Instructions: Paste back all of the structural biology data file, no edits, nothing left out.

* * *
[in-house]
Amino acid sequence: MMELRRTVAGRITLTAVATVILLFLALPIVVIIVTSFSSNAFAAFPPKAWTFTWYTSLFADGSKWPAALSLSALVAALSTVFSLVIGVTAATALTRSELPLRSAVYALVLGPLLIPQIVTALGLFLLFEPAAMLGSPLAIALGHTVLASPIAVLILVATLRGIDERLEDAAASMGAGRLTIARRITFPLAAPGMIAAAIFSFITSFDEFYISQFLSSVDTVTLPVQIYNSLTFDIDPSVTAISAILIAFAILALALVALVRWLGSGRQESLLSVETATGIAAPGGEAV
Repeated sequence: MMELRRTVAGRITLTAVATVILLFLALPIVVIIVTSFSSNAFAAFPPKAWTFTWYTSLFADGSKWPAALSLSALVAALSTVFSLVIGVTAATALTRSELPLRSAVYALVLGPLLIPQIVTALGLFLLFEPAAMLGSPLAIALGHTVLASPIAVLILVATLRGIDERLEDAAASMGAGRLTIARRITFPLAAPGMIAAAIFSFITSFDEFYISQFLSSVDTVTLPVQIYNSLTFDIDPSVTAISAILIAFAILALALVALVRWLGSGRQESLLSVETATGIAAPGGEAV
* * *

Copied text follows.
[in-house]
Amino acid sequence: MMELRRTVAGRITLTAVATVILLFLALPIVVIIVTSFSSNAFAAFPPKAWTFTWYTSLFADGSKWPAALSLSALVAALSTVFSLVIGVTAATALTRSELPLRSAVYALVLGPLLIPQIVTALGLFLLFEPAAMLGSPLAIALGHTVLASPIAVLILVATLRGIDERLEDAAASMGAGRLTIARRITFPLAAPGMIAAAIFSFITSFDEFYISQFLSSVDTVTLPVQIYNSLTFDIDPSVTAISAILIAFAILALALVALVRWLGSGRQESLLSVETATGIAAPGGEAV
Repeated sequence: MMELRRTVAGRITLTAVATVILLFLALPIVVIIVTSFSSNAFAAFPPKAWTFTWYTSLFADGSKWPAALSLSALVAALSTVFSLVIGVTAATALTRSELPLRSAVYALVLGPLLIPQIVTALGLFLLFEPAAMLGSPLAIALGHTVLASPIAVLILVATLRGIDERLEDAAASMGAGRLTIARRITFPLAAPGMIAAAIFSFITSFDEFYISQFLSSVDTVTLPVQIYNSLTFDIDPSVTAISAILIAFAILALALVALVRWLGSGRQESLLSVETATGIAAPGGEAV